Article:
Teenager hacks AOL, infects systems

A New York teen hacked into AOL systems and infected its servers with a Trojan program, it is alleged

A New York teenager broke into AOL networks and databases containing customer information and infected servers with a malicious program to transfer confidential data to his computer, AOL and the Manhattan District Attorney's Office allege.

In a complaint filed in Criminal Court of the City of New York, the DA's office alleges that, between December 24, 2006 and April 7, 2007, 17-year old Mike Nieves committed offenses like computer tampering, computer trespass and criminal possession of computer material.

Among his alleged exploits:

-- Accessing systems containing customer billing records, addresses and credit card information

-- Infecting machines at an AOL customer support call center in New Delhi, India, with a program to funnel information back to his PC

-- Logging in without permission into 49 AIM instant message accounts of AOL customer support employees

-- Attempting to break into an AOL customer support system containing sensitive customer information

-- Engaging in a phishing attack against AOL staffers, through which he gained access to over 60 accounts from AOL employees and subcontractors

Nieves faces four felony charges and one misdemeanor charge. He was arraigned on Monday and remains detained, a DA's office spokesman said. His next court date is Friday for a procedural hearing to determine the next step in the case, the spokesman said. Nieves' attorney didn't immediately return a call seeking comment.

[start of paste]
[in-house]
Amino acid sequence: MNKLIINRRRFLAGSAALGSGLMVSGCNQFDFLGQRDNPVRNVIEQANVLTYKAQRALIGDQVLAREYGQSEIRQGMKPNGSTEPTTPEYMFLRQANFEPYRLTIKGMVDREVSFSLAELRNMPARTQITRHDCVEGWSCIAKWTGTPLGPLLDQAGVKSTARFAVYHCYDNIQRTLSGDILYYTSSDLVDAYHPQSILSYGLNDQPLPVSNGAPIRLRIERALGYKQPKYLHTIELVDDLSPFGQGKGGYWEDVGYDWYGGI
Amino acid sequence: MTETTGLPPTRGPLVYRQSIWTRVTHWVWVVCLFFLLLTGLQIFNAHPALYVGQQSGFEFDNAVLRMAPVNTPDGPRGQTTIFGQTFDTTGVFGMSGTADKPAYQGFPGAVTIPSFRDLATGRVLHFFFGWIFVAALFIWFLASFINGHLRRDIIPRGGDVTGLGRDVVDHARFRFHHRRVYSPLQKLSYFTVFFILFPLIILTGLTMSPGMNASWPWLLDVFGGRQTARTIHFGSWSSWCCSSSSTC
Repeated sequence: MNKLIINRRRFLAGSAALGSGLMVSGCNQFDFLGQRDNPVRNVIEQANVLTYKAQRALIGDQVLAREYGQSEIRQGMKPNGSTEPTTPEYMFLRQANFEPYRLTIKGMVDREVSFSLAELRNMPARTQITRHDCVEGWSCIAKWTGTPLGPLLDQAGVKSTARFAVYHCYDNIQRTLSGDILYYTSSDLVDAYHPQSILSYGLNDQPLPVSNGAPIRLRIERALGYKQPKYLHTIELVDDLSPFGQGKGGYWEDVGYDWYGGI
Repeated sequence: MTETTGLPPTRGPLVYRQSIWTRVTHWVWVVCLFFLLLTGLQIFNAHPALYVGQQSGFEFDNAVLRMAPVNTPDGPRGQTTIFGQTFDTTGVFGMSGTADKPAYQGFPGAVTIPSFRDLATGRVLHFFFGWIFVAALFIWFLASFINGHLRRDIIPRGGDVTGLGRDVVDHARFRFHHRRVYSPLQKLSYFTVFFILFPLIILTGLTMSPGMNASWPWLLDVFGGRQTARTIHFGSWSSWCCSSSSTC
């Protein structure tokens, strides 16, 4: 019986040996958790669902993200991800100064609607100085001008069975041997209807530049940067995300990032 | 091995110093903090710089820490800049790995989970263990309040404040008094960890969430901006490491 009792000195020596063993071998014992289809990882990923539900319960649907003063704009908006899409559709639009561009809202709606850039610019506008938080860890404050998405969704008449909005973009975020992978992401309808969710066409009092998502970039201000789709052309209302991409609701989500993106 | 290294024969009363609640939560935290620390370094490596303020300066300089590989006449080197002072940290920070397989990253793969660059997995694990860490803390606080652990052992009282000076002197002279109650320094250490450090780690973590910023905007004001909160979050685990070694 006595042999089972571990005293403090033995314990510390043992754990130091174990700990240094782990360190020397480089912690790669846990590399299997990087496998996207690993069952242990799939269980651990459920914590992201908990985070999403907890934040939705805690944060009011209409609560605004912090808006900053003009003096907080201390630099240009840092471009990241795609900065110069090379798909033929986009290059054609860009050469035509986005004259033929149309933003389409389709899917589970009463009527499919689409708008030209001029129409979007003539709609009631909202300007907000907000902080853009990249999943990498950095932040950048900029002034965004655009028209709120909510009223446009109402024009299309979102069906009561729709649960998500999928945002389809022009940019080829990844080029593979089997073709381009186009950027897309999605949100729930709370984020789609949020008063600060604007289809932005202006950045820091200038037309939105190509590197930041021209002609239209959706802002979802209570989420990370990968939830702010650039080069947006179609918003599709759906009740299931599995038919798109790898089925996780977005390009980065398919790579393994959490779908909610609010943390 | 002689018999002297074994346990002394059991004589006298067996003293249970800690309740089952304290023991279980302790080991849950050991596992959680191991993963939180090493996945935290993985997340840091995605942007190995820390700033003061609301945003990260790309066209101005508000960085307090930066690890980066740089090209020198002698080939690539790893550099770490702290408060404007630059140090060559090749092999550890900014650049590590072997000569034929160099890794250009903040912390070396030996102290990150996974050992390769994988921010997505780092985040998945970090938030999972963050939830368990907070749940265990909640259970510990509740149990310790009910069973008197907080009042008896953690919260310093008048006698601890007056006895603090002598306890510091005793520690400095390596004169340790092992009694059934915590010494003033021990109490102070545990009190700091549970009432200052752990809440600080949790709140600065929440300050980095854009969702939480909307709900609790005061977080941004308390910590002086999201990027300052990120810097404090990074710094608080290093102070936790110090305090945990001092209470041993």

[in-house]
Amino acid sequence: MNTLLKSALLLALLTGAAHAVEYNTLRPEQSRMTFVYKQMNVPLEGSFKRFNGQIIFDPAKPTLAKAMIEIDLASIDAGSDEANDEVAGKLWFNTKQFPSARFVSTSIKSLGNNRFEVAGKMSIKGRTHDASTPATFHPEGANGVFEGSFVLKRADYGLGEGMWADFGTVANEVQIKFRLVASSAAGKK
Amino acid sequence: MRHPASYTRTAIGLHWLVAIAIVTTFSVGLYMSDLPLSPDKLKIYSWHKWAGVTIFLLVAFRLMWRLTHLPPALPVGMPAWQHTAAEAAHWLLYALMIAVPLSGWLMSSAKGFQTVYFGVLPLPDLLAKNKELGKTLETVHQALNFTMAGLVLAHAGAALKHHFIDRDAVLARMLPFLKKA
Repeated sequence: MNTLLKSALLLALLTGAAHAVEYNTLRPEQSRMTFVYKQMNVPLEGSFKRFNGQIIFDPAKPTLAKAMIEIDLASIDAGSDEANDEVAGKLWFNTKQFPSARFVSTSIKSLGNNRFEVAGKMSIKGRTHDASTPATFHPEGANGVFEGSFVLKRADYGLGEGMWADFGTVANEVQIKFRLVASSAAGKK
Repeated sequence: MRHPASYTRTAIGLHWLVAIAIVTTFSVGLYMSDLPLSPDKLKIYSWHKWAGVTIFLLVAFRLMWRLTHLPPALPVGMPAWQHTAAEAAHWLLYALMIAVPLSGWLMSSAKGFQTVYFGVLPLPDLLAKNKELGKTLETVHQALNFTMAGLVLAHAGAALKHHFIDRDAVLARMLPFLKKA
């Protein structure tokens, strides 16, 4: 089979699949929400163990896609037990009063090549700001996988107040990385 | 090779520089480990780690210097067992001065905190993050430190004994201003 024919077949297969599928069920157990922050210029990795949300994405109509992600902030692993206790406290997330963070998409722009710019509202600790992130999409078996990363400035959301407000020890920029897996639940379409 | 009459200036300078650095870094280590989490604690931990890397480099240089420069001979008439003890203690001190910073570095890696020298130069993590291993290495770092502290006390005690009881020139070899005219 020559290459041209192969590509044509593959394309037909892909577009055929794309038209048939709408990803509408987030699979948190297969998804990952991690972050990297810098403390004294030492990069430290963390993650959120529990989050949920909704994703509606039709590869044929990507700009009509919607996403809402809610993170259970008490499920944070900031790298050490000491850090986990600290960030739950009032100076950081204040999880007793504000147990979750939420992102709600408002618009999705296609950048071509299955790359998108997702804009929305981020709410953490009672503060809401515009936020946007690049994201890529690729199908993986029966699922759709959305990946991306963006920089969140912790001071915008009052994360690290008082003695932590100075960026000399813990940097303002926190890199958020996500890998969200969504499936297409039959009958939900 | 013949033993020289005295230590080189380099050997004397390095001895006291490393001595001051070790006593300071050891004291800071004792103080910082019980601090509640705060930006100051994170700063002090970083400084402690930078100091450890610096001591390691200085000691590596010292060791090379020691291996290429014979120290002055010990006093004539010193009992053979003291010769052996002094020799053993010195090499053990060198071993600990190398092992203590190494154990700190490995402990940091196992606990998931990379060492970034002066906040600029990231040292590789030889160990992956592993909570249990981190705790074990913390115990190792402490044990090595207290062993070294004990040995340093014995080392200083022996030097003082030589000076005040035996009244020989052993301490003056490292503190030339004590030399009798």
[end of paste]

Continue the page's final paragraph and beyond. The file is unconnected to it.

The alleged acts cost AOL over US$500,000. It's not clear whether customer data was stolen. AOL declined to comment. The DA's office spokesman said the investigation into Nieves' alleged acts continues. "It's too early to tell exactly what [data] he compromised or not," he said.

The complaint states that Nieves admitted to investigators that he committed the alleged acts because AOL took away his accounts. "I accessed their internal accounts and their network and used it to try to get my accounts back," the defendant is quoted as saying in the complaint. He also admitted to posting photos of his exploits in a photo Web site, according to the complaint.

One doesn't have to be a computer genius to carry out the alleged acts, thanks to the free availability of multiple hacking tools, said Mark Rasch, managing director of technology at FTI Consulting, in Washington, D.C. "Even a disgruntled kid working alone can throw a virtual tantrum and cause a significant amount of damage to a large technology corporation," Rasch said. "Welcome to the new world."

If the defendant was honest about his motivation in his reported confession, it's safe to assume that he wasn't interested in stealing data for financial gain, Rasch said. Still, it'll be interesting to find out what steps AOL is taking if customer data was in fact compromised, he said.

There aren't enough facts available to judge whether AOL could have done more to prevent the alleged intrusion. "We'll learn more as the case goes on," he said. "AOL has had pretty good security over the years."

Authorities arrested Nieves after AOL provided them with information from an internal investigation into the alleged acts. AIM subscriber information and IP address data involved in the acts led AOL to Nieves, whose address and phone number AOL had on file, according to the complaint.

The New York Post reported Thursday that Nieves lives in Staten Island and quoted his mother as saying that he is a special education student with behavioral problems. An anonymous source told the Post that Nieves has caused AOL problems for years.

A source close to the investigation told IDG News Service that Nieves is allegedly part of a "loosely coupled" group of hackers who have targeted AOL and other companies in recent years, but that Nieves focused specifically on hacking into AOL.

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Juan Carlos Perez

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